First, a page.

On April 8, 1882, fire burns blocks of downtown Dayton, touching off a decade of blazes that will cause hundreds of thousands of dollars in losses. Some of the fires will be started by arsonists, including an 1884 attempt to burn down two of the town's mills.The fires expose the town's vulnerability and its lack of adequate fire protection.
During the early hours of Sunday, April 8, cries of fire carried across Dayton. Flames were burning the back of Thomas & Kirkman’s saloon. People staying in the adjoining Northwest Hotel escaped -- some half-dressed -- by crawling through windows. Others were lucky to stay alive as flames raced from building to building, burning three square blocks. This Sunday morning fire was the third fire in three years to burn in downtown Dayton, and one among a decade of fires -- some deliberately set -- that swept through Dayton’s core beginning in 1880.
The fire swept up Main Street, jumped a cross street, and burned the block to the ground. It engulfed another block before people stopped it by throwing bucket after bucket of water on the buildings. Some buildings, including the post office, bore the signs of a good scorching, but remained standing.
The town may have been saved by the ingenious cutting of the mill-race at the flour mill. Water coursed into the street and filled holes the men had dug. Buckets could then be filled and water thrown on the fire. The move saved the post office and the Columbia Hotel. It was written that the fighters of this fire had to roll in the wet streets to cool themselves from the heat.
Though Dayton had grown quickly in the 11 years since Jesse N. Day platted the ground where Patit Creek washes into the Touchet River in what is now Columbia County, some essential services were missing. Among them: adequate fire protection.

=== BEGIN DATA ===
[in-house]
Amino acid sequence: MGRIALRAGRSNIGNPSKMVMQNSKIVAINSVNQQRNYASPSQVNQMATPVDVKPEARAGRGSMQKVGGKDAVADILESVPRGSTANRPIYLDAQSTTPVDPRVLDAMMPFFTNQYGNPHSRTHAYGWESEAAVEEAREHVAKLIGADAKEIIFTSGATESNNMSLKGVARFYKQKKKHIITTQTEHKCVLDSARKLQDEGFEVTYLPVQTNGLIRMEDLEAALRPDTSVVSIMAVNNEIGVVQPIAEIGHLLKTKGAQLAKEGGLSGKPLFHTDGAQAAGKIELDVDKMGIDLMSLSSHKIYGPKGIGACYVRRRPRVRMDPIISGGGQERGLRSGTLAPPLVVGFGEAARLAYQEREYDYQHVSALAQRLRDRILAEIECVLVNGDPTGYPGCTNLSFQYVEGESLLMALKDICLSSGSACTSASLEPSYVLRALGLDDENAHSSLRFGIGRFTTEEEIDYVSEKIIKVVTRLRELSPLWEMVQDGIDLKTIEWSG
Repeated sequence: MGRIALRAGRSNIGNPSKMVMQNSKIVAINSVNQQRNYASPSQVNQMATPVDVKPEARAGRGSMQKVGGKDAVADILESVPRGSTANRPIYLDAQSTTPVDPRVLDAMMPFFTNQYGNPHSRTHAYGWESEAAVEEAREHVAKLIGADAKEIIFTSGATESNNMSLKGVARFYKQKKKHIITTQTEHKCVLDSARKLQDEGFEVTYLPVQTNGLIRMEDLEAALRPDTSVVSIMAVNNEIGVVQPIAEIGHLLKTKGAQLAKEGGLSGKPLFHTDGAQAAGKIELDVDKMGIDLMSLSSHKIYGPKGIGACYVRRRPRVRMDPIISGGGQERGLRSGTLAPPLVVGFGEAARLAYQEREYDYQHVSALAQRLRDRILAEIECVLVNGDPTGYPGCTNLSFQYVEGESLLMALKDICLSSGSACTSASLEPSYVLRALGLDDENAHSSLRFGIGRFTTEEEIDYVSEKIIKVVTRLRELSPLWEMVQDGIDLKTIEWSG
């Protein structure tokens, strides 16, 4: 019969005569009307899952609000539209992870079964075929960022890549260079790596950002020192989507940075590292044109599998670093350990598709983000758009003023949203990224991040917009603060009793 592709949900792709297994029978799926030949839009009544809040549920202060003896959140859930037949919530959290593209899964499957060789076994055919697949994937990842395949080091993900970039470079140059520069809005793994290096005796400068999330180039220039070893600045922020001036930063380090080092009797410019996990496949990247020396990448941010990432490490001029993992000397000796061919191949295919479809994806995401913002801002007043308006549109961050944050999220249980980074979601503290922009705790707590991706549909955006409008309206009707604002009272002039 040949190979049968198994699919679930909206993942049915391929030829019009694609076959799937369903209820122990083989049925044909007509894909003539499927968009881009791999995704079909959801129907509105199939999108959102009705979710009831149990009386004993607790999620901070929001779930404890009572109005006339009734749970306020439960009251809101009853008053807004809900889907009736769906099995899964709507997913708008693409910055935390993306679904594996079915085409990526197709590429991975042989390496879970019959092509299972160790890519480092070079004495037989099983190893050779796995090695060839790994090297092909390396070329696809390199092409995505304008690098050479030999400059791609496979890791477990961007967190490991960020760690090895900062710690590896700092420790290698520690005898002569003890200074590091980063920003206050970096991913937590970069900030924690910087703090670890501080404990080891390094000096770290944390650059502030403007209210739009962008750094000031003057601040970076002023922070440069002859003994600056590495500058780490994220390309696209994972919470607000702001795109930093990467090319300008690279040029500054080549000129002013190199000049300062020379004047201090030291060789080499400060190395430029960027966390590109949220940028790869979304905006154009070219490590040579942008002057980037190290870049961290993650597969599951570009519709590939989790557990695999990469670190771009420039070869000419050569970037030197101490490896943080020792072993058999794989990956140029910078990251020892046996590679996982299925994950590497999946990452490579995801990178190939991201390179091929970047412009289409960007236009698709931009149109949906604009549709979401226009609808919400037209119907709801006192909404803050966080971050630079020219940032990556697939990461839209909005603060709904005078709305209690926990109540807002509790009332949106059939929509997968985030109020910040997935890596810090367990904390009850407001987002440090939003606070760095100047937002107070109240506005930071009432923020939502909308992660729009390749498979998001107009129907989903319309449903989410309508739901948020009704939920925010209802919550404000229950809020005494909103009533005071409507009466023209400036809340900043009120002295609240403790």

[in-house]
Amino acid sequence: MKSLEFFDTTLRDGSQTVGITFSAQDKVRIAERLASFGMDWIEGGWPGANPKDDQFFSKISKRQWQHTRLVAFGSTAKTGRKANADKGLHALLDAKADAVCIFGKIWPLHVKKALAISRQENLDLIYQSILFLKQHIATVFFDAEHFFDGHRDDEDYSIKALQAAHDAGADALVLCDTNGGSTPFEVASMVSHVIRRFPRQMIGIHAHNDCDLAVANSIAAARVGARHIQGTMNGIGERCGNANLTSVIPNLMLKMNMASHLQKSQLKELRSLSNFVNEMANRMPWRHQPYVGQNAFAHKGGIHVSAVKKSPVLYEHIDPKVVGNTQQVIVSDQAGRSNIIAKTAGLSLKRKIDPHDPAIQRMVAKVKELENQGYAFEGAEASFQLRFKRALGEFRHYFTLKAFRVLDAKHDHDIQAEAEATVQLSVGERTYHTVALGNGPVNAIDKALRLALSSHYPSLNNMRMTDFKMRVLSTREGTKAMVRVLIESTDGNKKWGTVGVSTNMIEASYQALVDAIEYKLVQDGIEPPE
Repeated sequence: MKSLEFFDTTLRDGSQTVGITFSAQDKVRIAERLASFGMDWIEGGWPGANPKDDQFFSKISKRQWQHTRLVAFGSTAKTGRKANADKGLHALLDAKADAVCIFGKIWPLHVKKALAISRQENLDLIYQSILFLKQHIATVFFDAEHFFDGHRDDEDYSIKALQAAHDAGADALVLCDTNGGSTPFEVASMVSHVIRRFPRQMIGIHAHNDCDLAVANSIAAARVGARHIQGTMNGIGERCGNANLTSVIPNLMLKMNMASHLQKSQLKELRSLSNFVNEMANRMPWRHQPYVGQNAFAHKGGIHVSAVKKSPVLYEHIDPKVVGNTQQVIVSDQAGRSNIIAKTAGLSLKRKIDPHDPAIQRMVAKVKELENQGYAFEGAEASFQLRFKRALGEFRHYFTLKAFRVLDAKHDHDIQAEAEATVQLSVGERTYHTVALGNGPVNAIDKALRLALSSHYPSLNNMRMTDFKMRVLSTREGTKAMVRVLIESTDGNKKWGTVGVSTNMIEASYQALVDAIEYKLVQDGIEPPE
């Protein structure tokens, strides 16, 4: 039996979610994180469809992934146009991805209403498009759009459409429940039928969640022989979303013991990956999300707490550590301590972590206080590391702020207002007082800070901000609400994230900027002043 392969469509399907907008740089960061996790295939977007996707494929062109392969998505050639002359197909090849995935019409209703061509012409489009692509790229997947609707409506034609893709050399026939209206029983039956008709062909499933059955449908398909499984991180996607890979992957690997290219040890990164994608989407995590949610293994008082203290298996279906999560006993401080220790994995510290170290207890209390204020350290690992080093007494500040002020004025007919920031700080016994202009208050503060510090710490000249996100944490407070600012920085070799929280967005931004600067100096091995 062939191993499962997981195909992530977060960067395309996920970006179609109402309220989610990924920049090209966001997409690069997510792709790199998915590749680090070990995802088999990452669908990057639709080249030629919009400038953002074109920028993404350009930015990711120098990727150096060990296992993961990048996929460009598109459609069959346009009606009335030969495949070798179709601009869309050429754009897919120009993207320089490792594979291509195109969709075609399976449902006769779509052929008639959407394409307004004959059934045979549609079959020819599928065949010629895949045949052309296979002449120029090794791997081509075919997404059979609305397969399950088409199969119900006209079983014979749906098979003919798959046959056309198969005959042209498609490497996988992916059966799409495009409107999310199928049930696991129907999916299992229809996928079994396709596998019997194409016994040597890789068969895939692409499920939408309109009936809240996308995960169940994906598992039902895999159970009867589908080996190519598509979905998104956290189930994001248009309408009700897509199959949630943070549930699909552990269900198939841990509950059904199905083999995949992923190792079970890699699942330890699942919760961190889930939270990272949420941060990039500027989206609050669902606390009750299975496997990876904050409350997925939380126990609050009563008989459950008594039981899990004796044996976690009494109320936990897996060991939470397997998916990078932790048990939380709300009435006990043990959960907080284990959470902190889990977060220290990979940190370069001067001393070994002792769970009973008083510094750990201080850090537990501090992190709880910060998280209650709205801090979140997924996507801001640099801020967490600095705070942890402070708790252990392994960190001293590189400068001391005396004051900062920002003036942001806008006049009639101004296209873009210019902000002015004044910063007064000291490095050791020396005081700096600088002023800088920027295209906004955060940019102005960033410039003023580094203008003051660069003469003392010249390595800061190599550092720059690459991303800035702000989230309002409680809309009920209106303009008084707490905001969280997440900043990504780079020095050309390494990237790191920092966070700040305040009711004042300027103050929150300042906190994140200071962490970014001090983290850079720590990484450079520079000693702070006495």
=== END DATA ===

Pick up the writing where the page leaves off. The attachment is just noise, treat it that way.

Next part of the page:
Columbia Chronicle newspaper articles, written in the aftermath, called women the most heroic that night: “while able-bodied men stood around just far enough from the fire to enjoy its warmth, fair women and gentle girls were saving thousands of dollars for our businessmen. ... Had the men of Dayton one-half the spunk of the women, we would now have an efficient fire department, with all the needed apparatus” (Shaver, Spokane, 409).
The fire damaged more than 20 businesses. Losses totaled about $90,000, making the fire far worse than the small ones that had burned in the two prior years. A third of the losses were covered by insurance.
In the aftermath of the 1882 fire the Columbia Engine Company No. 1 was founded with 35 members. The City of Dayton, with its incorporation snafu settled, bought a Silsby steam fire engine for $4,750, though historical accounts vary a bit on the cost.
Dayton quickly recovered as brick buildings were built where wooden buildings had stood.
A Decade of Fire
A year after the big 1882 fire, a blaze destroyed Weinhard’s brewery on July 17, 1883.
In January 1884, arsonists attempted to burn Wait & Prather’s flour mill and the planing mill. Parts of each building were soaked with coal oil and set with a powder fuse. A $1,500 reward was offered for the arrest and conviction of the arsonists.
Some business people worried that insurance companies might withdraw from Dayton if there were arsonist bent on burning it down.
On March 27, 1885, the Dayton Woolen Mills burned and suspicions grew.
During the summer of 1886, a bartender named Frank Taylor was arrested in Dayton for setting the mill fires two years earlier, and an accomplice named Dorus B. Hutchings was jailed in McMinnville, Oregon. Under tough questioning, Taylor and Hutchings confessed and fingered local businessman Charles F. McClary. A September trial acquitted McClary. Taylor pleaded guilty and spent two years in prison. The case against Hutchings was dropped.
Wreck and Ruin
It wouldn’t be the end of Dayton’s fire problem. On June 24, 1887, fire burned the Drakes Opera House. A stiff wind blew the flames into wooden buildings and the burn was on. Losses totaled about $112,000.
Yet another fire burned through the downtown on August 11, 1890. This one had started in the back of McClary’s clothing store. On August 16th, the Columbia Chronicle wrote of it: “Ragged walls of brick and smouldering embers alone mark the site of what but a few days since were substantial structures; the sidewalks are strewn with debris; goods saved from the flames are stored anywhere and everywhere, and the wreck and ruin represents to a few discouraged people the toil, the economy and self-denial of years.”
A water work project for Dayton was completed in October 1891, and within a few months the Columbia Fire Engine Company had been disbanded after a decade of service. In its place stood hose companies stationed around the city.